WBAB / WBLI COMMERCIAL
To Develop Recycling Center in Costa Rica
(Old Westbury, NY) Nine architecture students will bring their creative designs and skills to Costa Rica to develop a recycling and education center – after thousands of people voted on Facebook in an innovative competition hosted by New York Institute of Technology (NYIT).
Two of the teams were chosen by judges while the third was chosen by voters in a competition that challenged students to design solutions for the growing waste removal problem in Nosara, a community on the Pacific coast. The students will present their work in Nosara in January 2012, then use feedback to refine the projects.
Team Poroso became the public’s favorite by garnering the most votes out of 3,146 votes on a Facebook poll from Nov. 29 to Dec. 7. The NYIT and social media community voted for their favorite designs among seven proposals. Poroso’s design draws on characteristics of local tropical architecture, such as high ceilings, large overhangs, natural lighting and ventilation, and local materials. Team members include Vincenzo Ciaramella (Howard Beach, NY), Wagdy Moussa (New York, NY), and Alfonso Rodriguez (Park Slope, NY).
A jury of professors from NYIT’s School of Architecture and Design initially selected two winning teams and kept their decision confidential until after the public voting process. They praised the teams – Duality and MCD Costa Rica – for simple and elegant ideas, good planning, and clear presentations.
“It will be an invaluable experience for students to travel to Costa Rica to further develop ideas with community input,” said project leader Tobias Holler, AIA, assistant professor of architecture. “They will learn about building in a tropical environment, and experience first-hand the powerful role that design can play in improving life in a rural community.”
Duality’s design focused on two elements: the recycling center and the education facility. The team also addressed the dry season and wet season of Nosara by developing a process to collect rainwater and reduce heat build-up in the facility by using reflective roofing materials, as well as high ceilings, and ventilation opening in the roof. Team members include Karen Gomez (Westchester, NY), Karolina Kopiczko (Nutley, NJ), and Jessica Rose Jardinel (Nutley, NJ).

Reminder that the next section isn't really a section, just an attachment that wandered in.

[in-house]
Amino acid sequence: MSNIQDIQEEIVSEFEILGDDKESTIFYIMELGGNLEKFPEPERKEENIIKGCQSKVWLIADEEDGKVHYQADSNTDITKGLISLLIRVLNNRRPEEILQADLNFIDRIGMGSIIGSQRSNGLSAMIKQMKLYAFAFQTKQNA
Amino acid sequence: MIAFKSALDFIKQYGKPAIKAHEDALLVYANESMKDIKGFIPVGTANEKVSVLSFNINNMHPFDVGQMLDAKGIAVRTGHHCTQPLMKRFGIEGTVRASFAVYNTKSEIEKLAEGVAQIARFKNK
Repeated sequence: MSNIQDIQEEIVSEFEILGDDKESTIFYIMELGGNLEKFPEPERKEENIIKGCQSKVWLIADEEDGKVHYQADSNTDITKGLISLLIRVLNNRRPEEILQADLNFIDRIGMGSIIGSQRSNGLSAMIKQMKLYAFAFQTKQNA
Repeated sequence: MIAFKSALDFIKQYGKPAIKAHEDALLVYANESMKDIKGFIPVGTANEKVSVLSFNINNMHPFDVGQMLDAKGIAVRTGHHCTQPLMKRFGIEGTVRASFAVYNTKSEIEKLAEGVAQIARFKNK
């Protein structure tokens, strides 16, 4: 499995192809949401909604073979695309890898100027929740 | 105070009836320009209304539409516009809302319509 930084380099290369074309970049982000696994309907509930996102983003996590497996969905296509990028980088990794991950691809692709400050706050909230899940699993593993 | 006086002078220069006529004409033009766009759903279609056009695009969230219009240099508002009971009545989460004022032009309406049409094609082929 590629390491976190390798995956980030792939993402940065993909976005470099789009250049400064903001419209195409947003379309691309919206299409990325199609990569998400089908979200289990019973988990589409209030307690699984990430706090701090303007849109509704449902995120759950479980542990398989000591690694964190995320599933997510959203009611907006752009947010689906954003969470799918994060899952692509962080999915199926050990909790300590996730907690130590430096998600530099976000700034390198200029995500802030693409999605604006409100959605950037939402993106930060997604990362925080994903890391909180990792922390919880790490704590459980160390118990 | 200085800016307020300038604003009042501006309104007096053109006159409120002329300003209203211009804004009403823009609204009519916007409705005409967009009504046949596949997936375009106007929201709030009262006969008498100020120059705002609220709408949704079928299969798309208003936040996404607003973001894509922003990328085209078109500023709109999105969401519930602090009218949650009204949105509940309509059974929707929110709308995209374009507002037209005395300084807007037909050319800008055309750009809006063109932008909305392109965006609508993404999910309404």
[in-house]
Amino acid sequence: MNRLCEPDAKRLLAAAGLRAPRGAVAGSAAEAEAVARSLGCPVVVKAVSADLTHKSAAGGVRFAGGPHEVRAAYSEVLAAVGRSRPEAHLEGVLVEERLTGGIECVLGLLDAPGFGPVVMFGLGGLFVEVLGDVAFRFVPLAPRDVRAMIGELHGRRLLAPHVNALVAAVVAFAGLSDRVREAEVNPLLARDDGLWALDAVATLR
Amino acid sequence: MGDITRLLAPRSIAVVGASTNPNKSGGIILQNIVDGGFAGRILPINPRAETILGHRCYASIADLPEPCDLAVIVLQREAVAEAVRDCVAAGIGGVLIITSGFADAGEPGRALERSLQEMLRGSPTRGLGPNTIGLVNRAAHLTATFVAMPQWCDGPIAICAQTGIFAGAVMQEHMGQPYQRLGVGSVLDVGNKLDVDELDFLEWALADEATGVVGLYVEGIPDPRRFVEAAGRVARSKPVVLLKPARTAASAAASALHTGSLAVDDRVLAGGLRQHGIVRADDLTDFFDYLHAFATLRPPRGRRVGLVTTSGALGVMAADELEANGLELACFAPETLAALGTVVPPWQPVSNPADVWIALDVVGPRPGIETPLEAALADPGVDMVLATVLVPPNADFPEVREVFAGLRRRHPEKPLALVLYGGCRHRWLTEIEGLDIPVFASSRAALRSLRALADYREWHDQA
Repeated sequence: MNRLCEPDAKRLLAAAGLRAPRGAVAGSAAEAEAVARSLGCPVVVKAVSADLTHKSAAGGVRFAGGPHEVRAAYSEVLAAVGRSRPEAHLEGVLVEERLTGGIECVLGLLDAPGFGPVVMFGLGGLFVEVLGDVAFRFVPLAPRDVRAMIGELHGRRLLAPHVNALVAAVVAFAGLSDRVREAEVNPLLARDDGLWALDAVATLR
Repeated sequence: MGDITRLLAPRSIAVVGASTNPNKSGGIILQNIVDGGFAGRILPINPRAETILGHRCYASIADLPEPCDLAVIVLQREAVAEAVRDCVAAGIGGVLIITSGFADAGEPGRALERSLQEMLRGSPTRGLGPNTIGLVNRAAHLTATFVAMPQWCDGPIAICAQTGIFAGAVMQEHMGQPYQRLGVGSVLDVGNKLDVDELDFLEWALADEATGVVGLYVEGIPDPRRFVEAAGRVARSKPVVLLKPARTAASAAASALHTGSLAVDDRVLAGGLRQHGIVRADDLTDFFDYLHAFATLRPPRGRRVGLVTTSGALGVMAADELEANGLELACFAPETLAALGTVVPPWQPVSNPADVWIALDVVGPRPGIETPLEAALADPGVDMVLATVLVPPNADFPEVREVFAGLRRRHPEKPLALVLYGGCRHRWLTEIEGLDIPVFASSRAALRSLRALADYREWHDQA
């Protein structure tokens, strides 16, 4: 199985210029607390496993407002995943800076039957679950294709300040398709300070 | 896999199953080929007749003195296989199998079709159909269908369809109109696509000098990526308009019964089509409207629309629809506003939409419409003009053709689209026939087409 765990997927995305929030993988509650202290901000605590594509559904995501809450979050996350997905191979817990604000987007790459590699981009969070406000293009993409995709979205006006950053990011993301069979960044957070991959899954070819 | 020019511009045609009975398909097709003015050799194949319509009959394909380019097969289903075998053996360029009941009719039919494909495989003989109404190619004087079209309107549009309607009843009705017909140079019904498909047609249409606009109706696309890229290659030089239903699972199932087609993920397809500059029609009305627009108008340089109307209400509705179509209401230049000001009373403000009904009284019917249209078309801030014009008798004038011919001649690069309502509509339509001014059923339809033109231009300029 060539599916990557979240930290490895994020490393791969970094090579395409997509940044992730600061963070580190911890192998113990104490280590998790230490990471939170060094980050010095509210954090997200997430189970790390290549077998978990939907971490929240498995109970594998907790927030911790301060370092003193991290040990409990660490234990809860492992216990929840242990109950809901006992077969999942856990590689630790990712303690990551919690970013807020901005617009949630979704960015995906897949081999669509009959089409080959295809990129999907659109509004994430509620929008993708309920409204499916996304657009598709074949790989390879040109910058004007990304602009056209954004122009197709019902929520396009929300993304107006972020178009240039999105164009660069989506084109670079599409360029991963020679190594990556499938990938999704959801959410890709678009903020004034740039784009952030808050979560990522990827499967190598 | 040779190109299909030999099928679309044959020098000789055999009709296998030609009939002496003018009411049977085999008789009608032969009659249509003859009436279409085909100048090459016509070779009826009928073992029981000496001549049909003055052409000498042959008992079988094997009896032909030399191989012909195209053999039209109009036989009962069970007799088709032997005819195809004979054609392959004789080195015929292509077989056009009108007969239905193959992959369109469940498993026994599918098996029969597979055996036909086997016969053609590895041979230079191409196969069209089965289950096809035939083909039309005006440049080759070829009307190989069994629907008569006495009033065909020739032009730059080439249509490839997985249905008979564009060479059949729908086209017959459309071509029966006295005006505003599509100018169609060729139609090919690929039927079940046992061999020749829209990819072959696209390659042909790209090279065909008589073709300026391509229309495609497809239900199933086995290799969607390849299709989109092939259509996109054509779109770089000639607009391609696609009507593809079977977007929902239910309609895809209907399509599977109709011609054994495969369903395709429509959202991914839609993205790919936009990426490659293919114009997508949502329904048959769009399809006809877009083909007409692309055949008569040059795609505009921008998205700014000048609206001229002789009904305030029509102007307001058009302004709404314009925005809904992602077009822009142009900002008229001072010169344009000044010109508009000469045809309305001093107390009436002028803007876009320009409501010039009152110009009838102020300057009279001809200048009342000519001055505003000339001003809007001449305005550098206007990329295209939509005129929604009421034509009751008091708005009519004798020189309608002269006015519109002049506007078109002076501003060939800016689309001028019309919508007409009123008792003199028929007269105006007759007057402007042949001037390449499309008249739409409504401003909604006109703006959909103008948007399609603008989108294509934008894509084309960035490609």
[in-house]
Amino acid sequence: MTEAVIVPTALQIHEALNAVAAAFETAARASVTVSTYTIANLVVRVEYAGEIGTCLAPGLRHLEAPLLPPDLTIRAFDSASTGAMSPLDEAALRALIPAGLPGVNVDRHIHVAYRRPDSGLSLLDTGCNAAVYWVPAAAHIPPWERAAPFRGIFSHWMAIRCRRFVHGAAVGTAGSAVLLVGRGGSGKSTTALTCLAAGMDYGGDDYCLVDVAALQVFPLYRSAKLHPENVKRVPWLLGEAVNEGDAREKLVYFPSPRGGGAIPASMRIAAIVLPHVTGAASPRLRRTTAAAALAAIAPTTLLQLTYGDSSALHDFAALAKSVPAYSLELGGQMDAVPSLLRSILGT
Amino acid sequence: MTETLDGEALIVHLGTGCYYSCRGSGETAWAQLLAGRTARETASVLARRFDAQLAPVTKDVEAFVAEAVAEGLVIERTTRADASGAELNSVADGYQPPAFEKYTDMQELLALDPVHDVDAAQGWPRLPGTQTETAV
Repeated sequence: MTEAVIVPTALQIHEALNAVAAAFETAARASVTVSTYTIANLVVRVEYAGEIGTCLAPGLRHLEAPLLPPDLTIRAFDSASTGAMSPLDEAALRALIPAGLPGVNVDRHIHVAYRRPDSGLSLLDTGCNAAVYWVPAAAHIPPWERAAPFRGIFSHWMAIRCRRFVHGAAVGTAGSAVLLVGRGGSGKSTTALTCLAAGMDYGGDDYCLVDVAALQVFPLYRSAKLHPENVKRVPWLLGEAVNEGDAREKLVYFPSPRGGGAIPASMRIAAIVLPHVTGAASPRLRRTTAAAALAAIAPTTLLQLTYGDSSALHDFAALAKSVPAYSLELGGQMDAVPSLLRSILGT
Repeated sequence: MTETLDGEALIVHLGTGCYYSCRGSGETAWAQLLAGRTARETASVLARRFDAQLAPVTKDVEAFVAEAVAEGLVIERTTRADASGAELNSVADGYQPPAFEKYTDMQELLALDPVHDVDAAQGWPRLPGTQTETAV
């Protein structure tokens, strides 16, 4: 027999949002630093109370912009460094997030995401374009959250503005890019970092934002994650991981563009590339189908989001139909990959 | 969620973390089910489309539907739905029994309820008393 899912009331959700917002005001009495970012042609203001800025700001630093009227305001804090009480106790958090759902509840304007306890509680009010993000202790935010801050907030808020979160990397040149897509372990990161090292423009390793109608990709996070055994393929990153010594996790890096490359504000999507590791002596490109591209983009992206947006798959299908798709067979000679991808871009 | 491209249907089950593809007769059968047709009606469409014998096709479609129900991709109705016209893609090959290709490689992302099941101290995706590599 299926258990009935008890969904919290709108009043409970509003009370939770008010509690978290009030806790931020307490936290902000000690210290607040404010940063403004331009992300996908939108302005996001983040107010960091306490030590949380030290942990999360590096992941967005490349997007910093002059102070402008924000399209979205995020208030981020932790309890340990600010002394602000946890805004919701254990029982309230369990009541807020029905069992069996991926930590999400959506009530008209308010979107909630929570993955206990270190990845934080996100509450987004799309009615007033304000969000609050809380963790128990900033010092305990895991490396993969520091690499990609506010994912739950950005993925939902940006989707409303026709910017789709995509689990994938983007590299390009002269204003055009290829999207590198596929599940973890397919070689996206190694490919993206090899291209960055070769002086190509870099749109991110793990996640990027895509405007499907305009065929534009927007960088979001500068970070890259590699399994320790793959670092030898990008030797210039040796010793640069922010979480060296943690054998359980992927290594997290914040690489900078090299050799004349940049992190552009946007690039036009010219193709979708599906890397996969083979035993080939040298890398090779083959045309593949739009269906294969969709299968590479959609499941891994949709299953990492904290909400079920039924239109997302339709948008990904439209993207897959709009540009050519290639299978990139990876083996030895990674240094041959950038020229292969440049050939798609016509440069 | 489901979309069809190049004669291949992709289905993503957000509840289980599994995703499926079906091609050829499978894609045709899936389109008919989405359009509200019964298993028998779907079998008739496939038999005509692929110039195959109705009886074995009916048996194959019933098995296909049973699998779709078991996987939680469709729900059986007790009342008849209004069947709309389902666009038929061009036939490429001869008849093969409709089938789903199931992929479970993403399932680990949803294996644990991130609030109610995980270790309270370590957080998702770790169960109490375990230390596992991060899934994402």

Meanwhile, MCD Costa Rica planned a design that would cause little impact on the Earth, placing an elongated building along the landscape. They proposed using trees that were previously cut down as well as recycled plastic bottles to construct the building. Their plan minimizes deforestation and also creates a covered educational space. Team members include Crystal Eksi (Smithtown, NY), Michael Koutsoubis (Melville, NY), and Dimitri Malliakas (East Meadow, NY).
The NYIT architecture students will also refine their plans with Sarah Meyland, associate professor of environmental technology, and students from the School of Engineering and Computing Sciences during the spring semester. The project is part of the ongoing student-led architecture build (sLAB) initiative at NYIT’s School of Architecture and Design. It will involve the NYIT community service chapters of Freedom by Design and Engineers Without Borders. Veritas University in San Jose, Costa Rica will serve as the local partner university for the project.
New York Institute of Technology (NYIT) offers undergraduate, graduate, and professional degrees in more than 90 fields of study, including architecture and design; arts and sciences; education; engineering and computing sciences; health professions; management; and osteopathic medicine. A non-profit independent, private institution of higher education, NYIT has more than 14,000 students attending campuses on Long Island and Manhattan, online, and at its global campuses. NYIT sponsors 11 NCAA Division II programs and one Division I team.
Led by President Edward Guiliano, NYIT is guided by its mission to provide career-oriented professional education, offer access to opportunity to all qualified students, and support applications-oriented research that benefits the larger world. To date, 89,000 graduates have received degrees from NYIT. For more information, visit nyit.edu.